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MRSA watch ends at BGH

Aug. 5: The QHC Infection Control Team has declared the MRSA outbreak over on the Sills 4 Complex Continuing Care unit at QHC Belleville General Hospital. The outbreak has been in effect since July 12 and in total affected less than five patients.
“Thank you to all of our staff and physicians who worked together to implement strict infection control precautions that controlled the spread of MRSA,” said Dr. Michael de la Roche, QHC Chief of Infection Control. “We also appreciate the cooperation and support of our patients and families during this time.”

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The MRSA outbreak on the Sills 4 Complex Continuing Care unit at QHC Belleville General Hospital is still in effect after one additional patient tested positive for the bacteria earlier this week. The outbreak has effected less than five patients since it started on July 12.

“We continue to have patients on this unit who are colonized with MRSA, but are not sick with it,” said Dr. Michael de la Roche, Chief of Infection Control. “Being colonized with MRSA can make it more difficult to treat an infection because it is resistant to some of the antibiotics we typically use.”

QHC also continues to have patients with clostridium difficile throughout the hospital. “Although we typically expect to have patients with c. difficile from time-to-time, as every hospital does, we are seeing an increase in the number of cases over the last two months, both in the QHC hospitals as well as patients coming in having acquired it in the community,” said Dr. de la Roche.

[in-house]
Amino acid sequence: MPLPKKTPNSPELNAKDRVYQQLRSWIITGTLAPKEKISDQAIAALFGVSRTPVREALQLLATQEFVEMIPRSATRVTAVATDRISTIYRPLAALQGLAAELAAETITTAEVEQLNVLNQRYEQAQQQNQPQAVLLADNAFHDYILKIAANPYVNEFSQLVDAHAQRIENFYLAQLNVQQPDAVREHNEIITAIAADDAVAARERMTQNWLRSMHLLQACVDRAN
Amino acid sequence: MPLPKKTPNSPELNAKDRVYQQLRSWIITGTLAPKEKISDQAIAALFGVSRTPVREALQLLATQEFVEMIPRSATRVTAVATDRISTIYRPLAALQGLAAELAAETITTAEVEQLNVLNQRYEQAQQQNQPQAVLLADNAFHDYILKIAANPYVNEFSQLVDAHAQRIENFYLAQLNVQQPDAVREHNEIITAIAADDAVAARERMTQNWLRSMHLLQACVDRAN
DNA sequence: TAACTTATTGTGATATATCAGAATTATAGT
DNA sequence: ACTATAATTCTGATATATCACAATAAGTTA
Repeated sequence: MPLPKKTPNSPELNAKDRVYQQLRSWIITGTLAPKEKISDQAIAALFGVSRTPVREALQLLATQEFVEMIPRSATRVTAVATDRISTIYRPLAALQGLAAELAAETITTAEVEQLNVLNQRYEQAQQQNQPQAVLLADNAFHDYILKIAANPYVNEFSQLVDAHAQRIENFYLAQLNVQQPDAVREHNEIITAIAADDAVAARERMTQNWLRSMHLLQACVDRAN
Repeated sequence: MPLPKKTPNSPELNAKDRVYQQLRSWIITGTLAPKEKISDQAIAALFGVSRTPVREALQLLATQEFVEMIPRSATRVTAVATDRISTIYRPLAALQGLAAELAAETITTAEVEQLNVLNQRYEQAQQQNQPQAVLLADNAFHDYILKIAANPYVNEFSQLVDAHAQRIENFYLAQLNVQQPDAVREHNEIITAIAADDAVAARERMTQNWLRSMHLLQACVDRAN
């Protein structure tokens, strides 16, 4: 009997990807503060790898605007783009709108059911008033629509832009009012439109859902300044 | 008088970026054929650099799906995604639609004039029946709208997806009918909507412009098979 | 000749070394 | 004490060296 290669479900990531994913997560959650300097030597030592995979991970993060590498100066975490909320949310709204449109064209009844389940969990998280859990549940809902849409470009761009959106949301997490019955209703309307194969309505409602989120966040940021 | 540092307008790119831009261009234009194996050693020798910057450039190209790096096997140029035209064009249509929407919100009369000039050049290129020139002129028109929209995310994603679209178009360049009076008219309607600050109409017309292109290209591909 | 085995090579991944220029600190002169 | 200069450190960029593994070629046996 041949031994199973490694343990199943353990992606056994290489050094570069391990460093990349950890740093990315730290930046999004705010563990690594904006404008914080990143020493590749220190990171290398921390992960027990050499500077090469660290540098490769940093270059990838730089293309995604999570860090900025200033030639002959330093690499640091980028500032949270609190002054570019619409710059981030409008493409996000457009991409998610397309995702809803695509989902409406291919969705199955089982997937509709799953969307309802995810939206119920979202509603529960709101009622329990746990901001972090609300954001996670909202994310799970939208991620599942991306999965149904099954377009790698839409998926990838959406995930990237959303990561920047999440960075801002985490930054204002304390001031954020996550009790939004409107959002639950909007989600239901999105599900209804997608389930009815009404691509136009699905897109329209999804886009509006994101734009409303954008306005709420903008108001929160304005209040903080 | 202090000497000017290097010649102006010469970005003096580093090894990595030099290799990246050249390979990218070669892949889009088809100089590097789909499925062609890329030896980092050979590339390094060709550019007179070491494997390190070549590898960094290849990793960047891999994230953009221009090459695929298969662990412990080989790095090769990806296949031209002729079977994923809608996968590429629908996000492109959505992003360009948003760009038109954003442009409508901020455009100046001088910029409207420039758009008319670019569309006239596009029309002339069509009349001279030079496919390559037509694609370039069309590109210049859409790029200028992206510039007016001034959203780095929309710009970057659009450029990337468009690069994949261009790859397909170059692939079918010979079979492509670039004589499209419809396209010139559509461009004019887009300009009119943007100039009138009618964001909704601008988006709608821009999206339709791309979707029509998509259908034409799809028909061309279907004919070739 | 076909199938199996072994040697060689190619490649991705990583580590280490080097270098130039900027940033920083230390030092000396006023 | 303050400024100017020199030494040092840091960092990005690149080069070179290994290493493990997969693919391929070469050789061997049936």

In response, QHC continues to have enhanced infection control measures in place. For example, housekeeping staff did an intensive clean of the entire Sills 4 unit that took the team 18 hours to complete. There are also increased hand hygiene audits and education of staff and physicians, providing educational materials to patients and visitors and a Security Officer on the Complex Continuing Care unit is reminding people to wash their hands when coming onto and leaving the unit.

Visitors are asked to keep themselves and their loved ones safe by cleaning their hands often and wearing a protective gown and gloves. “We also continue to stress to everyone in the community that if you are sick yourself, you should not be coming to the hospital to visit someone,” said Dr. de la Roche.

The additional precautions will be kept in place until the MRSA outbreak can be declared over and we see a significant decrease in the incidence of c-difficile throughout the corporation, which will be in at least two weeks if there are no new patients testing positive for either bacteria.

Filed Under: Local News

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